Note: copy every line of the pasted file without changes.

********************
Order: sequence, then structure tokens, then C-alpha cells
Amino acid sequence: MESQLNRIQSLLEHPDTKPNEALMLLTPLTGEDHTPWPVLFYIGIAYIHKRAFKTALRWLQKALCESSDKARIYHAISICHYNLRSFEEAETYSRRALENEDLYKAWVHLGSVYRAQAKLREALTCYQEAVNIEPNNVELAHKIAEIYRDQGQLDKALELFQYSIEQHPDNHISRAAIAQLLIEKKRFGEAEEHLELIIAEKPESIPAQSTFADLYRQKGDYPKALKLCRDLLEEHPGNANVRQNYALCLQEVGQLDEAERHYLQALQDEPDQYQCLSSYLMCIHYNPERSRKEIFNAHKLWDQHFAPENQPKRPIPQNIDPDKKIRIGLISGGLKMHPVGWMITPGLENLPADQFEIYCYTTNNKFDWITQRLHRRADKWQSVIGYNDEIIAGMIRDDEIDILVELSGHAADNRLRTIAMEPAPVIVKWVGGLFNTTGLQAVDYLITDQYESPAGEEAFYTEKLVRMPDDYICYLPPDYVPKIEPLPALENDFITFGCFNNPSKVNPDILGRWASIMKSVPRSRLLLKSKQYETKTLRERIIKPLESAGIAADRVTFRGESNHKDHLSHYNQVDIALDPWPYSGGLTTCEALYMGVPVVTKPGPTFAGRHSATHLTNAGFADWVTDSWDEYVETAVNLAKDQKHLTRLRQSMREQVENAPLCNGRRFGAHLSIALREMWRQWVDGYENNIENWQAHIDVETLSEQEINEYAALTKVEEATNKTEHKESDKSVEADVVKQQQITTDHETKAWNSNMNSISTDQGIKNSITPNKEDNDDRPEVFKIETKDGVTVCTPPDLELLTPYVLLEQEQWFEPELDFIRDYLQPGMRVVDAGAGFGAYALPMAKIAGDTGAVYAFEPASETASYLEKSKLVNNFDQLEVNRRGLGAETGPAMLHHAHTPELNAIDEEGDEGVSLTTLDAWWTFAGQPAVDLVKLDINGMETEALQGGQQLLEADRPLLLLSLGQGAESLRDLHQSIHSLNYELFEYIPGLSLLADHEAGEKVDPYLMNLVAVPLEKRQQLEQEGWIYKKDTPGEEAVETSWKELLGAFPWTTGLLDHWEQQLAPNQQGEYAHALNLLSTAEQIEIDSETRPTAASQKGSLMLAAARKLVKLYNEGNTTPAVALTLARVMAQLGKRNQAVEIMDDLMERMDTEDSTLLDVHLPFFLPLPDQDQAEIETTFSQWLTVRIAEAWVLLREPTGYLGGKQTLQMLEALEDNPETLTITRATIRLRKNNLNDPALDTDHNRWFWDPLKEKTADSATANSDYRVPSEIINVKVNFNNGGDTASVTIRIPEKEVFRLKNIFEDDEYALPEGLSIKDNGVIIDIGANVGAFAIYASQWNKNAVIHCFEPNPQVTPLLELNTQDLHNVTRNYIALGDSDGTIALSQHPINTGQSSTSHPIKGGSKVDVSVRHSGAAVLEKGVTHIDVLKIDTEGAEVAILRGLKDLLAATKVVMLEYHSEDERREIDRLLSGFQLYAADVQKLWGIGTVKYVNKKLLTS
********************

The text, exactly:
Order: sequence, then structure tokens, then C-alpha cells
Amino acid sequence: MESQLNRIQSLLEHPDTKPNEALMLLTPLTGEDHTPWPVLFYIGIAYIHKRAFKTALRWLQKALCESSDKARIYHAISICHYNLRSFEEAETYSRRALENEDLYKAWVHLGSVYRAQAKLREALTCYQEAVNIEPNNVELAHKIAEIYRDQGQLDKALELFQYSIEQHPDNHISRAAIAQLLIEKKRFGEAEEHLELIIAEKPESIPAQSTFADLYRQKGDYPKALKLCRDLLEEHPGNANVRQNYALCLQEVGQLDEAERHYLQALQDEPDQYQCLSSYLMCIHYNPERSRKEIFNAHKLWDQHFAPENQPKRPIPQNIDPDKKIRIGLISGGLKMHPVGWMITPGLENLPADQFEIYCYTTNNKFDWITQRLHRRADKWQSVIGYNDEIIAGMIRDDEIDILVELSGHAADNRLRTIAMEPAPVIVKWVGGLFNTTGLQAVDYLITDQYESPAGEEAFYTEKLVRMPDDYICYLPPDYVPKIEPLPALENDFITFGCFNNPSKVNPDILGRWASIMKSVPRSRLLLKSKQYETKTLRERIIKPLESAGIAADRVTFRGESNHKDHLSHYNQVDIALDPWPYSGGLTTCEALYMGVPVVTKPGPTFAGRHSATHLTNAGFADWVTDSWDEYVETAVNLAKDQKHLTRLRQSMREQVENAPLCNGRRFGAHLSIALREMWRQWVDGYENNIENWQAHIDVETLSEQEINEYAALTKVEEATNKTEHKESDKSVEADVVKQQQITTDHETKAWNSNMNSISTDQGIKNSITPNKEDNDDRPEVFKIETKDGVTVCTPPDLELLTPYVLLEQEQWFEPELDFIRDYLQPGMRVVDAGAGFGAYALPMAKIAGDTGAVYAFEPASETASYLEKSKLVNNFDQLEVNRRGLGAETGPAMLHHAHTPELNAIDEEGDEGVSLTTLDAWWTFAGQPAVDLVKLDINGMETEALQGGQQLLEADRPLLLLSLGQGAESLRDLHQSIHSLNYELFEYIPGLSLLADHEAGEKVDPYLMNLVAVPLEKRQQLEQEGWIYKKDTPGEEAVETSWKELLGAFPWTTGLLDHWEQQLAPNQQGEYAHALNLLSTAEQIEIDSETRPTAASQKGSLMLAAARKLVKLYNEGNTTPAVALTLARVMAQLGKRNQAVEIMDDLMERMDTEDSTLLDVHLPFFLPLPDQDQAEIETTFSQWLTVRIAEAWVLLREPTGYLGGKQTLQMLEALEDNPETLTITRATIRLRKNNLNDPALDTDHNRWFWDPLKEKTADSATANSDYRVPSEIINVKVNFNNGGDTASVTIRIPEKEVFRLKNIFEDDEYALPEGLSIKDNGVIIDIGANVGAFAIYASQWNKNAVIHCFEPNPQVTPLLELNTQDLHNVTRNYIALGDSDGTIALSQHPINTGQSSTSHPIKGGSKVDVSVRHSGAAVLEKGVTHIDVLKIDTEGAEVAILRGLKDLLAATKVVMLEYHSEDERREIDRLLSGFQLYAADVQKLWGIGTVKYVNKKLLTS